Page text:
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Pharmaceutical Architecture: Keeping the Drugs Safe

The Aesthetic takes note of the imposing pharmacy architecture going up in his South Bay hood and generally all over the country. Like a defendable castle, with turrets, moat and unscalable walls, the pharmacy architecture may provide the greatest defendable position in case of terrorist or zombie attack.

...one has to admit that there is an oddly consistent aesthetic at play with the new chain drugstores, one that is nothing short of ... totalitarian. These don't look like buildings where one can buy toothpaste, greeting cards, batteries and birth control pills. No, they look like the kind of places where people are taken after men with dark masks break into their homes and drag them away.
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Then there are the walls. In short, they're not like the walls of your house. If you've ever seen one of these things built, it's all I-beams and cinderblocks. The walls are thick, made to withstand almost anything. And although the stores rarely have any enclosed space above the ground floor, the walls are built high – very difficult to scale. If there are windows at all, they're placed very high. It would be almost impossible to reach those windows from the outside. While the blocky buildings may provide shelter in case of nuclear armageddon, it should be noted that they often fail to keep out the craftiest addict of hillbilly heroin, aka Oxycontin, who may enter the pharmacy via the Trojan Horse method of resembling an innocuous toothpaste shopper.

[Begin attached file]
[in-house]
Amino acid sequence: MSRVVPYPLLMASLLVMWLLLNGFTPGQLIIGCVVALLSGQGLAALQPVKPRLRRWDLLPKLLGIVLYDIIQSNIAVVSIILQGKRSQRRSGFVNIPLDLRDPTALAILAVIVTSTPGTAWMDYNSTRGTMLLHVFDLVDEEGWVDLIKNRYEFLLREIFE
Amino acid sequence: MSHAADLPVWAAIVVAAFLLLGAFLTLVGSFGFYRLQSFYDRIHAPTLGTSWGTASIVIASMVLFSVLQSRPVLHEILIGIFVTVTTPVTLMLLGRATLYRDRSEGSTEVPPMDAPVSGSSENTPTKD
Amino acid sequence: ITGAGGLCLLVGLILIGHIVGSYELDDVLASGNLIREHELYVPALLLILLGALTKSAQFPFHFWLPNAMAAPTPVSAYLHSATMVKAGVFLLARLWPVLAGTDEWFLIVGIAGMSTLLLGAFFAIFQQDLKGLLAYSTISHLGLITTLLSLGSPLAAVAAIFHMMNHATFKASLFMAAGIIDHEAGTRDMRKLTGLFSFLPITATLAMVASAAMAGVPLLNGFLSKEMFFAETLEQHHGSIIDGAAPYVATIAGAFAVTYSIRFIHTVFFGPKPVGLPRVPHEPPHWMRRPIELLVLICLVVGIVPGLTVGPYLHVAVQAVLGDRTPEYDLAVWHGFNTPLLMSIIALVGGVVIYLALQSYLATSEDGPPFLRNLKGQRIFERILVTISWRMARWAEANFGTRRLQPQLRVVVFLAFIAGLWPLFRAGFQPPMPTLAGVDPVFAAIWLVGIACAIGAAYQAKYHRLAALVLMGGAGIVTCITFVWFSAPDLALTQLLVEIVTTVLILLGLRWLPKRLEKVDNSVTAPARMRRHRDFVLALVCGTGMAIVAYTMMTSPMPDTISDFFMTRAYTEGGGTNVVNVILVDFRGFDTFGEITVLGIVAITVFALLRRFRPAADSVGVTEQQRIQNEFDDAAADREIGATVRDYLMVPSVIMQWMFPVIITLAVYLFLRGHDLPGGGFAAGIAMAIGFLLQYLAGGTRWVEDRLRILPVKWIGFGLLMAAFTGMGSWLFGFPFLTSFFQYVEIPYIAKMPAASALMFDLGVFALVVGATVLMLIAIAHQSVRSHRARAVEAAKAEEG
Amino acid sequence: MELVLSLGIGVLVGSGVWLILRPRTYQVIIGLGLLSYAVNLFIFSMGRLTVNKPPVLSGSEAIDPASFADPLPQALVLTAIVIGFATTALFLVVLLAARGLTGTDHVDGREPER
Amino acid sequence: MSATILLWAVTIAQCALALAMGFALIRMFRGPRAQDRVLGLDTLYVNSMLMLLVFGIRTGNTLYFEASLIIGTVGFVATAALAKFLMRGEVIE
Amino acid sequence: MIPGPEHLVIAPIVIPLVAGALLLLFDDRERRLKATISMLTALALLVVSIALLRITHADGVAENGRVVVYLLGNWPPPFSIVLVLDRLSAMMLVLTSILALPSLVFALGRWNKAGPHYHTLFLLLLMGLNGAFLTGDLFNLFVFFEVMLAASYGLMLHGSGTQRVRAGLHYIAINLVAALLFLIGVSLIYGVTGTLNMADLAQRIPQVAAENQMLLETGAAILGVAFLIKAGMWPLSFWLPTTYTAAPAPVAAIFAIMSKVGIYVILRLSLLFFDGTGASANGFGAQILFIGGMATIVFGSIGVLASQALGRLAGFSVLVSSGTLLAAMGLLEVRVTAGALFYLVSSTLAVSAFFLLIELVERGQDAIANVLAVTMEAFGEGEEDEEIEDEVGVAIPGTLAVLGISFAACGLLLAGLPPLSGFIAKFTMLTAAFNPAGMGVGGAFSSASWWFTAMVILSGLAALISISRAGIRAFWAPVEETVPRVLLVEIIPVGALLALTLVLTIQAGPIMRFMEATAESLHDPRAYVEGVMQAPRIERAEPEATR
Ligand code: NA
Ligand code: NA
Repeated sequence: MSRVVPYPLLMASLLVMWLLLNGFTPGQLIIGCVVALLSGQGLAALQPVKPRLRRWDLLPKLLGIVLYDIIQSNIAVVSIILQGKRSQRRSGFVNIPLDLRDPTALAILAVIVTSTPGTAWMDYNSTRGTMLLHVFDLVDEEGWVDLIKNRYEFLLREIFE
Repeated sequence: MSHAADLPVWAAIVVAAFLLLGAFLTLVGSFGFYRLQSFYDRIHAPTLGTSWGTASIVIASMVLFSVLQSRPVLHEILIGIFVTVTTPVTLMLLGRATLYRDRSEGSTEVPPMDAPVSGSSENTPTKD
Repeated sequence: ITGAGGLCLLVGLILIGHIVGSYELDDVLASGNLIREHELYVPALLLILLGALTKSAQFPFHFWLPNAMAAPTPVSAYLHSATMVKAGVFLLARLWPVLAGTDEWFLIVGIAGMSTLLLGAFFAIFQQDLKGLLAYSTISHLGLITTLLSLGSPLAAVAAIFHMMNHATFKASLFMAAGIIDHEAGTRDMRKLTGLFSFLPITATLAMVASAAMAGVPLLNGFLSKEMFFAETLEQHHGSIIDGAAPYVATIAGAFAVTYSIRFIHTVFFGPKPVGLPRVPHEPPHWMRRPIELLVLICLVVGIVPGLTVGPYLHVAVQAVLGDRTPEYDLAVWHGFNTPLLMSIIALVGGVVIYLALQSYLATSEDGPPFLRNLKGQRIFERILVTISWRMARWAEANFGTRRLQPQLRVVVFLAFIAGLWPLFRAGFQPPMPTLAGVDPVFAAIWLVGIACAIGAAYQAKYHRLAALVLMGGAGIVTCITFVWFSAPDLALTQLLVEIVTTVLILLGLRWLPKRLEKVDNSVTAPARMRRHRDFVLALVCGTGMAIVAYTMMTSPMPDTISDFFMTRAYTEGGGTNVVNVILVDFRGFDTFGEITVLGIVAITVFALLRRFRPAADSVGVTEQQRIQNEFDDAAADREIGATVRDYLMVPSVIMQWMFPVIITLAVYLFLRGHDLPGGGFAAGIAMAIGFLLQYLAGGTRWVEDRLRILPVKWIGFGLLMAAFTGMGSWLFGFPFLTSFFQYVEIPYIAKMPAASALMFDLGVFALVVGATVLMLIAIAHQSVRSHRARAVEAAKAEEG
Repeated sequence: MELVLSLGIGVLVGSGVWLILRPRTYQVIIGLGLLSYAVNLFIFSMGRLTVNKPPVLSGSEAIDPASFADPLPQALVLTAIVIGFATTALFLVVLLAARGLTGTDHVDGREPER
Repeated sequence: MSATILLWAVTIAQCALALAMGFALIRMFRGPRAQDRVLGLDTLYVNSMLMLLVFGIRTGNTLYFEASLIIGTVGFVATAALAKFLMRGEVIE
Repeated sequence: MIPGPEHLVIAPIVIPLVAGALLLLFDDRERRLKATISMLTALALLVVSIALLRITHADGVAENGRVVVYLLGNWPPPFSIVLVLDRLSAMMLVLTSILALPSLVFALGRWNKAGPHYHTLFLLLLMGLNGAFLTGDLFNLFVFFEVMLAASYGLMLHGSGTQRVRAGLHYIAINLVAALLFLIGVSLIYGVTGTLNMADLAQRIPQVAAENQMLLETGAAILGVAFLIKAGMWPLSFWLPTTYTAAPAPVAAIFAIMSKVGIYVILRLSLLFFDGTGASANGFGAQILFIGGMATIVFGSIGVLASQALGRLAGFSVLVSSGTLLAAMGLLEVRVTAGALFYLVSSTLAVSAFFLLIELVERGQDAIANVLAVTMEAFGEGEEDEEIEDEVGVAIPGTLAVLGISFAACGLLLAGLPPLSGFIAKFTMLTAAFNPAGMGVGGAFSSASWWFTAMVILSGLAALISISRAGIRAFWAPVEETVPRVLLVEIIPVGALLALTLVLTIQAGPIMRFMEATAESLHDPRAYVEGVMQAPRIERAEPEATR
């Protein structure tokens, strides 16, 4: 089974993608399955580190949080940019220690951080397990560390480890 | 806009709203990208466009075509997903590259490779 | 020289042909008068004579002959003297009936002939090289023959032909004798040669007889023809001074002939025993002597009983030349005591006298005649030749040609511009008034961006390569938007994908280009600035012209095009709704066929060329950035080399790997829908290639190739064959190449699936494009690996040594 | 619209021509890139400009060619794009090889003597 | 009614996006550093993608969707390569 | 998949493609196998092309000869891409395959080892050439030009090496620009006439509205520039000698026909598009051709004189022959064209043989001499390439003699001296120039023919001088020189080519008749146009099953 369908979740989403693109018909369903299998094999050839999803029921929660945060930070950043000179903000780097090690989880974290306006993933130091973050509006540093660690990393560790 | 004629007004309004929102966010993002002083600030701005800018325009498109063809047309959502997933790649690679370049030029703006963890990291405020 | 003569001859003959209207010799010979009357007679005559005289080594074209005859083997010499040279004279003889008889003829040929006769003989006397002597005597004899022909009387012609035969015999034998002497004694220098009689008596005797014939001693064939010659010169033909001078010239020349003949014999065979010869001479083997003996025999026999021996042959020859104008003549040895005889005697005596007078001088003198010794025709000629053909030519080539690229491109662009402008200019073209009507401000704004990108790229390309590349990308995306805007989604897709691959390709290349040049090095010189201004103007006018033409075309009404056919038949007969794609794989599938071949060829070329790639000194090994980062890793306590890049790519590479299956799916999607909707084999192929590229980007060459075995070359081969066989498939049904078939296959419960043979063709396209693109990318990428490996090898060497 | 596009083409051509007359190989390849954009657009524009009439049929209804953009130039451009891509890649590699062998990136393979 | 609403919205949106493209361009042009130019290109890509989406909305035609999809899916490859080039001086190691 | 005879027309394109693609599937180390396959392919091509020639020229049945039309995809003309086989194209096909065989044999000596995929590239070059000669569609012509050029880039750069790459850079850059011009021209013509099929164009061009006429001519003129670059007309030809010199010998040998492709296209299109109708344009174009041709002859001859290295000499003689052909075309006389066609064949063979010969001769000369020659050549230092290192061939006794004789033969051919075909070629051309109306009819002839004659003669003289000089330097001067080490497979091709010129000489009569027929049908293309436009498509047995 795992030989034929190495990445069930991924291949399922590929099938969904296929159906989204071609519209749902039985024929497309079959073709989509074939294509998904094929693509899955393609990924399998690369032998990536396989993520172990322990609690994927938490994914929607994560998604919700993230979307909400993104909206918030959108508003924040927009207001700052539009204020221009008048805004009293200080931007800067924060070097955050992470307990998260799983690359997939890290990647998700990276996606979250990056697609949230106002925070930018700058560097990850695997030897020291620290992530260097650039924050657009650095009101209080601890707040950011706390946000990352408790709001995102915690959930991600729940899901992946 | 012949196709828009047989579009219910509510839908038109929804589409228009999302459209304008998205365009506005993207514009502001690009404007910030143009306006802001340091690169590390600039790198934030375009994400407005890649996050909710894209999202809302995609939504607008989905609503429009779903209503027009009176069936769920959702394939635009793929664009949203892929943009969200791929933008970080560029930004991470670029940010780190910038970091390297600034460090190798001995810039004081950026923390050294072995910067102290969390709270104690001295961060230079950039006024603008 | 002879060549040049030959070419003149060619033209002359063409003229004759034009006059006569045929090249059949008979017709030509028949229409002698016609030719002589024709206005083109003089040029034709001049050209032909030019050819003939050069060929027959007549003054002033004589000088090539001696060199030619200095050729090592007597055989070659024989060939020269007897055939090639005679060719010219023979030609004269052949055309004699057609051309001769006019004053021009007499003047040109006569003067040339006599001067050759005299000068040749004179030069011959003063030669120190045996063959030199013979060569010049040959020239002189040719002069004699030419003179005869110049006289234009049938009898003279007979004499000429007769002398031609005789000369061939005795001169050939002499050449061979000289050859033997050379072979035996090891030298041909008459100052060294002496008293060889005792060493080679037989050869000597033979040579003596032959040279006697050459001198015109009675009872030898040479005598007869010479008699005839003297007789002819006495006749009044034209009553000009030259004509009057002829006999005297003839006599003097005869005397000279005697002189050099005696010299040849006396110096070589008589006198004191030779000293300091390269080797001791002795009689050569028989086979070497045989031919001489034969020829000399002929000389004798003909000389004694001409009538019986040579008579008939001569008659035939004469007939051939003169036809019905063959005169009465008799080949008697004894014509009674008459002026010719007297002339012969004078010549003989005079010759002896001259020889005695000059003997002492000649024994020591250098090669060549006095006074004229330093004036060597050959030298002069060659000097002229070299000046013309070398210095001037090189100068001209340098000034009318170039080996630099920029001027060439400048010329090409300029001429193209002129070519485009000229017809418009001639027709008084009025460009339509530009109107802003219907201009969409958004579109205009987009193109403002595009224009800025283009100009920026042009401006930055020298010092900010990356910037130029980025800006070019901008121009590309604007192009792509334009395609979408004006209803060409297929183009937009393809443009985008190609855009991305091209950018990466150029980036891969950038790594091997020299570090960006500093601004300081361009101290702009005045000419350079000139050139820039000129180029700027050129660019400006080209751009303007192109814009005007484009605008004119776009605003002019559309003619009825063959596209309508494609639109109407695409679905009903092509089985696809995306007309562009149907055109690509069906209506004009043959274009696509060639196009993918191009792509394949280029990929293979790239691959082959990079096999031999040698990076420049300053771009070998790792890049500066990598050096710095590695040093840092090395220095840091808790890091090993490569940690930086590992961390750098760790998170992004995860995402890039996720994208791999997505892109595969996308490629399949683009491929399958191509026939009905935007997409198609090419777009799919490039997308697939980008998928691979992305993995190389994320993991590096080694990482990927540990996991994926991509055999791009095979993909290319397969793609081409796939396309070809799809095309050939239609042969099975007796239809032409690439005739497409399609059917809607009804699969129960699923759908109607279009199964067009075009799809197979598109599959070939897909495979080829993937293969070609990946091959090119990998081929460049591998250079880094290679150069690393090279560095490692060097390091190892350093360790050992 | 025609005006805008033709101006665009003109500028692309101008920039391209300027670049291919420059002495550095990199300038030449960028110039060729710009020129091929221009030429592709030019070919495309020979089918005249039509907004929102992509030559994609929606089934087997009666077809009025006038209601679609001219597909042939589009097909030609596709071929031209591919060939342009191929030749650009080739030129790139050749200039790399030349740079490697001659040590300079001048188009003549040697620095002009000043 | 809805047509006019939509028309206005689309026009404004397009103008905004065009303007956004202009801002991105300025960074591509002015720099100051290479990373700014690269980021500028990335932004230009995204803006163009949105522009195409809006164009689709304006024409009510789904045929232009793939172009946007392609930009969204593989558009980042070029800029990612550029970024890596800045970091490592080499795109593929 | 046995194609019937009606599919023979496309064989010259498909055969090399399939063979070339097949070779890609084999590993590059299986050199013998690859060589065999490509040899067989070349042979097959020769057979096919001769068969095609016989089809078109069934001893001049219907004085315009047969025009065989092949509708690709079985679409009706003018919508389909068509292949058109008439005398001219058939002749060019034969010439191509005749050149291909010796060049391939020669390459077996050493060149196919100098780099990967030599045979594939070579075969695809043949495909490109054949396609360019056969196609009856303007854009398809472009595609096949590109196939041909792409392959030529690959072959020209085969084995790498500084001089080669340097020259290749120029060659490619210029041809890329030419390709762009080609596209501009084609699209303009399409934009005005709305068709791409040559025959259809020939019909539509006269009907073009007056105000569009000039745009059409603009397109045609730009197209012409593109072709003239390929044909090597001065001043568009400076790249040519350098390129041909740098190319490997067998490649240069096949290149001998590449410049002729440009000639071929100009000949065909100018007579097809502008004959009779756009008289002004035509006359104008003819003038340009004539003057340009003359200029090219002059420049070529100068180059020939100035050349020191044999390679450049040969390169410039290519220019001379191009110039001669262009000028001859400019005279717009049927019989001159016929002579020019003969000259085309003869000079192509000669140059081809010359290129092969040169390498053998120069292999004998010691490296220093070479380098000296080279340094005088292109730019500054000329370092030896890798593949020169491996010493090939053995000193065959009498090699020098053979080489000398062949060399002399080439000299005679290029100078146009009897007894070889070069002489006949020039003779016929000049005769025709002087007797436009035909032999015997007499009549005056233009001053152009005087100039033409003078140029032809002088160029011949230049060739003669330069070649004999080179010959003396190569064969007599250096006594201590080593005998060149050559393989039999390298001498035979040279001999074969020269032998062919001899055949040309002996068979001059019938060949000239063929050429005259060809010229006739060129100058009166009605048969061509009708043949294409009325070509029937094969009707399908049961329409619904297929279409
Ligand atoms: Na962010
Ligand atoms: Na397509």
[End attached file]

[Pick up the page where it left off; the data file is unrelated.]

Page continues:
· Fortress or pharmacy? [The Aesthetic]